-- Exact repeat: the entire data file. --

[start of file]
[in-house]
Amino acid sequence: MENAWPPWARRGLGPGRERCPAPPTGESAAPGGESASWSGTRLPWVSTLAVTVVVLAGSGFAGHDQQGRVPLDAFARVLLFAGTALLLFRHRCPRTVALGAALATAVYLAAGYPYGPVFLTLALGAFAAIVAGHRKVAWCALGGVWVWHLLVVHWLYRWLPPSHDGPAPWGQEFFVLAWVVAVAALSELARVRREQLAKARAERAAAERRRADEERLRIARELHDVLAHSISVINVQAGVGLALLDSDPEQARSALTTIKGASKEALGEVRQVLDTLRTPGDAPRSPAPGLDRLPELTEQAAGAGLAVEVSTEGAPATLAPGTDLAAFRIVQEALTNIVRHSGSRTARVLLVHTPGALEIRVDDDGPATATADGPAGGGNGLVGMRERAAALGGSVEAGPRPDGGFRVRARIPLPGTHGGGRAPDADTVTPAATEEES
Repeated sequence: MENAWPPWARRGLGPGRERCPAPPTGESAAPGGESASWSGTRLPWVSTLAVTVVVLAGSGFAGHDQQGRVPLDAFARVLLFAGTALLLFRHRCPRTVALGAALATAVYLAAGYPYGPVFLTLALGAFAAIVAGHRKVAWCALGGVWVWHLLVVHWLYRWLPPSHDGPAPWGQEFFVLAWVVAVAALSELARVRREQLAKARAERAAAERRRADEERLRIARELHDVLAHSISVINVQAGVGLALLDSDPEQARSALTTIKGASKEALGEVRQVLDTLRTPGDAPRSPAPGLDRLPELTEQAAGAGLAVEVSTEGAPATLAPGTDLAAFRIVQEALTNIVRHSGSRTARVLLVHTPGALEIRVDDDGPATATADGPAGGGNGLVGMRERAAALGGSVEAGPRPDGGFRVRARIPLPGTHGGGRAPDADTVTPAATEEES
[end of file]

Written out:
[in-house]
Amino acid sequence: MENAWPPWARRGLGPGRERCPAPPTGESAAPGGESASWSGTRLPWVSTLAVTVVVLAGSGFAGHDQQGRVPLDAFARVLLFAGTALLLFRHRCPRTVALGAALATAVYLAAGYPYGPVFLTLALGAFAAIVAGHRKVAWCALGGVWVWHLLVVHWLYRWLPPSHDGPAPWGQEFFVLAWVVAVAALSELARVRREQLAKARAERAAAERRRADEERLRIARELHDVLAHSISVINVQAGVGLALLDSDPEQARSALTTIKGASKEALGEVRQVLDTLRTPGDAPRSPAPGLDRLPELTEQAAGAGLAVEVSTEGAPATLAPGTDLAAFRIVQEALTNIVRHSGSRTARVLLVHTPGALEIRVDDDGPATATADGPAGGGNGLVGMRERAAALGGSVEAGPRPDGGFRVRARIPLPGTHGGGRAPDADTVTPAATEEES
Repeated sequence: MENAWPPWARRGLGPGRERCPAPPTGESAAPGGESASWSGTRLPWVSTLAVTVVVLAGSGFAGHDQQGRVPLDAFARVLLFAGTALLLFRHRCPRTVALGAALATAVYLAAGYPYGPVFLTLALGAFAAIVAGHRKVAWCALGGVWVWHLLVVHWLYRWLPPSHDGPAPWGQEFFVLAWVVAVAALSELARVRREQLAKARAERAAAERRRADEERLRIARELHDVLAHSISVINVQAGVGLALLDSDPEQARSALTTIKGASKEALGEVRQVLDTLRTPGDAPRSPAPGLDRLPELTEQAAGAGLAVEVSTEGAPATLAPGTDLAAFRIVQEALTNIVRHSGSRTARVLLVHTPGALEIRVDDDGPATATADGPAGGGNGLVGMRERAAALGGSVEAGPRPDGGFRVRARIPLPGTHGGGRAPDADTVTPAATEEES